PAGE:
The hard choice between HEAD and stable. Back to 4.6. (again)

Untill today I run only one site on a recent HEAD of drupal. And I am not at all happy with how things go there. This, I have to stress, is not because of certain features, or people, its because, I, (as a part of "we") made some wrong decisions, that got us in a spiral of issues, everytime more issues, and so it got us stuck with a heavily delayed release. The problem is mostly that I have to meet deadlines. That I have to make plannings and quotes based on estimated amount of hours. And I have found that this is near to impossible when you want to be involved in development for HEAD. The "things" you might encounter are too uncertain. The severety of the open bugs is too uncertain, to start building a tightly budgetted project on top of.

One of my main concerns is the planning part. The one site I run on HEAD is now delayed about 4 months. Luckily the client did not really bother about that delay, but for me it feels a bit like I did not manage to get a good project off the ground. When one delivers software projects, or any project in fact (the same goes for a car mechanic, I am sure) you need certain security when it comes to planning, amount of involved hours and so on. Therefore I have to choose for a stable release. The problem that you see now, in Drupal, a very, very long slip in release date, is partly because of the ever growing bug queue. That growing bug queue, is there, because no one seems to find enough time to structurally fix bugs. And no-one finds that time, because all the accounted and payed jobs are being developed on a stable release. The most open source projects see this problem happening. So there are a few basic tricks you will see in all the bigger OSS projects: Tight release cycles. Release quick, release often, release fast. Always. Tight feature, bug and freeze schedules. Never, ever, introduce any big changes at the end of a cycle. Never! If that means lesser security, then most often you will see temporary solutions, so that the schedule can still be met. (KDE has an assigned person to manage this schedule, he or she can strip off features, or complete packages if needed). Decide on fast following dot releases. Instead of ironing out all the issues, or instead of introducing big changes in the last minute, they often decide to go live with version x.0 today, and tomorrow already release x.0.1 and a week later x.0.2. Make sure you have resources at hand. So never introduce big changes, if they cannot be followed up. If you trust too much on the idea that "people will most probably help" you are introducing uncertainty. We might get stuck with too many parts not working. Wich results in too many people reverting back to the last working version. Wich results in far less resources working on solving the problems.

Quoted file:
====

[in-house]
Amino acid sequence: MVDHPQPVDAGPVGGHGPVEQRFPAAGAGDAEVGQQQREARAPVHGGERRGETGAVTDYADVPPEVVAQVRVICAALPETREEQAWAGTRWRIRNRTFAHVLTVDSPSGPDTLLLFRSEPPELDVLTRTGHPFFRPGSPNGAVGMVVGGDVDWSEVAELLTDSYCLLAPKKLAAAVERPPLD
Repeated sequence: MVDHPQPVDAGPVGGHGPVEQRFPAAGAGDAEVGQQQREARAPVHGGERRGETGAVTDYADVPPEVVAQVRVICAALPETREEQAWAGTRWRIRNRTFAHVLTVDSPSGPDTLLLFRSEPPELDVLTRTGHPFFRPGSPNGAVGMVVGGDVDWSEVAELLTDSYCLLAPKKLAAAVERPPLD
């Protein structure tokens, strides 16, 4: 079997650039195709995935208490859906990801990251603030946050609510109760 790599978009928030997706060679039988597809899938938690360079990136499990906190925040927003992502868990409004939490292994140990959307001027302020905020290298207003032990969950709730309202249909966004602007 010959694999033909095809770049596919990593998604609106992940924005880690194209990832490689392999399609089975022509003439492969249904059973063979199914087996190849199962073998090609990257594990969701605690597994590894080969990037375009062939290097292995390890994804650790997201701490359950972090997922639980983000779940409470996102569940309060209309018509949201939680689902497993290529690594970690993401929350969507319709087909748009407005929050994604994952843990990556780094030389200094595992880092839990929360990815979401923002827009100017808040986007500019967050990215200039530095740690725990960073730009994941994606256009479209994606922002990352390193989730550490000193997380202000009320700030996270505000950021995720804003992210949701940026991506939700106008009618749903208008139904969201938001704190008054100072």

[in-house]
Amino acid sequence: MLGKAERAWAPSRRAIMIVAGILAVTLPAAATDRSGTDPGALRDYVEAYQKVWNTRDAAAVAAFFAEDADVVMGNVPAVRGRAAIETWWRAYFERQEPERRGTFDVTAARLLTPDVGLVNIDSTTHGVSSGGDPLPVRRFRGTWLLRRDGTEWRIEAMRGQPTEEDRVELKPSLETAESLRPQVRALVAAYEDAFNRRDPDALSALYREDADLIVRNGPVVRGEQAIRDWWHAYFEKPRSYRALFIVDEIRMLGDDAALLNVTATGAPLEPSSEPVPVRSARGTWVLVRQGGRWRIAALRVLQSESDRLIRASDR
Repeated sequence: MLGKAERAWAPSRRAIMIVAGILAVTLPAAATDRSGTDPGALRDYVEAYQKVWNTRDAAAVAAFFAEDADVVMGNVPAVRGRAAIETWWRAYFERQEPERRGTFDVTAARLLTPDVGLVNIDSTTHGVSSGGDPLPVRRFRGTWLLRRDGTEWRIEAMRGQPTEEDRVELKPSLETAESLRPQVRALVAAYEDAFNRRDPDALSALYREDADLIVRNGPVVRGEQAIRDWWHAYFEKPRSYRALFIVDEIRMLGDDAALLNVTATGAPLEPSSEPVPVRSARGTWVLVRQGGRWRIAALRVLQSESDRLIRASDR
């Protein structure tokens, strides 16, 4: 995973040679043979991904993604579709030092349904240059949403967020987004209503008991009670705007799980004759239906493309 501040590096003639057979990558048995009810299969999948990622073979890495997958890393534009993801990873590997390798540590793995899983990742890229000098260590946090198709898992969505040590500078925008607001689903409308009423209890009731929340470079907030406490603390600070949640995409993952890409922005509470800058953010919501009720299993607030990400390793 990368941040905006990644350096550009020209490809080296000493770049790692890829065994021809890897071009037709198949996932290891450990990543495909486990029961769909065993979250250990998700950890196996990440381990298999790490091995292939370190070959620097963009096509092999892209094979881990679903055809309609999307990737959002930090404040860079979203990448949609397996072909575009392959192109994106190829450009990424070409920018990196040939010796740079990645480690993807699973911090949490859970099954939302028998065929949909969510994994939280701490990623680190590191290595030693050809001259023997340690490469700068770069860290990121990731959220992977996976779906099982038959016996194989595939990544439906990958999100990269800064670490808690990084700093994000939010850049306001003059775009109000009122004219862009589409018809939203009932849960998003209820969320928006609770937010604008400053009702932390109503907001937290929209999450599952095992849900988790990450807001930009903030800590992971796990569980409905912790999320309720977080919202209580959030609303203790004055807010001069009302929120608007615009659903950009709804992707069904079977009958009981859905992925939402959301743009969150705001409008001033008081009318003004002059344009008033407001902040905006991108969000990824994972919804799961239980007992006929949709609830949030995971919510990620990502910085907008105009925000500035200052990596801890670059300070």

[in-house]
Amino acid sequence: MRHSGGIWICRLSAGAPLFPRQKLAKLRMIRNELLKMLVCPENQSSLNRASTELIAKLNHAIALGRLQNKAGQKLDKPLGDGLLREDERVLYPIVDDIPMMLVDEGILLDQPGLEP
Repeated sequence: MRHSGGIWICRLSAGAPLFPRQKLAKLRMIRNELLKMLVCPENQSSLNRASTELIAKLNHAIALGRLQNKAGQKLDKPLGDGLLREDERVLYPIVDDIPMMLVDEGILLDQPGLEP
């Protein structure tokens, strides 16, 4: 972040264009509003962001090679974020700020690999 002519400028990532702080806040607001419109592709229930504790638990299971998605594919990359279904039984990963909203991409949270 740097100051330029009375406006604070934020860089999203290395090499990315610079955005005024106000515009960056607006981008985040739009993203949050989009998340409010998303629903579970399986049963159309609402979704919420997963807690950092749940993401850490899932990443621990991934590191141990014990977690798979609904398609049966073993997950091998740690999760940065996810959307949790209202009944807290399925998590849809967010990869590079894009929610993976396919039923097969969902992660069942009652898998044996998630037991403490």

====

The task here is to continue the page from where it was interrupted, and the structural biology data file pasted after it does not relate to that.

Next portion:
So, after looking at KDE, Debian, Ubuntu and OpenOffice, I can only conclude that we, at Drupal have violated a few of the basic "never do's". And are thus now stuck with a big issue queue, and a release that moves further away every week, instead of getting closer. I fear that more people will have to make the choice I had to make a few times: revert back to 4.6 and finish another project without being able to contribute to a faster release of 4.7.

What we should have done, (its now too late, but this might be a lesson for the future) is freeze and relaesed before the Form API went in. Then release 4.8 after it is in and ironed out. And security is not a valid excuse. Because every day 4.7 is not yet released, the introduced security in 4.7 is not helping anyone either!I fear, that if we do not manage to break this circle, it might take months before we release. And even then, it will take months before enough contributed modules and themes are converted. And even then, I think people will rather wait a few months more for the next release. I fear, that if we do not find a way to move forward faster we might start loosing a lot of developers, along the route.

And obviously I have no clue how to solve this circle, otherwise I would be doing that now. All I know is that as of today, I am developing two more 4.6 projects. And that we are going to release our hosting plan on 4.6 too.

About the author: Bèr Kessels is an experienced webdeveloper with a great passion for technology and Open Source. A golden combination to implement that technology in a good and efficient way. Follow @berkes on Twitter. Or read more about Bèr.

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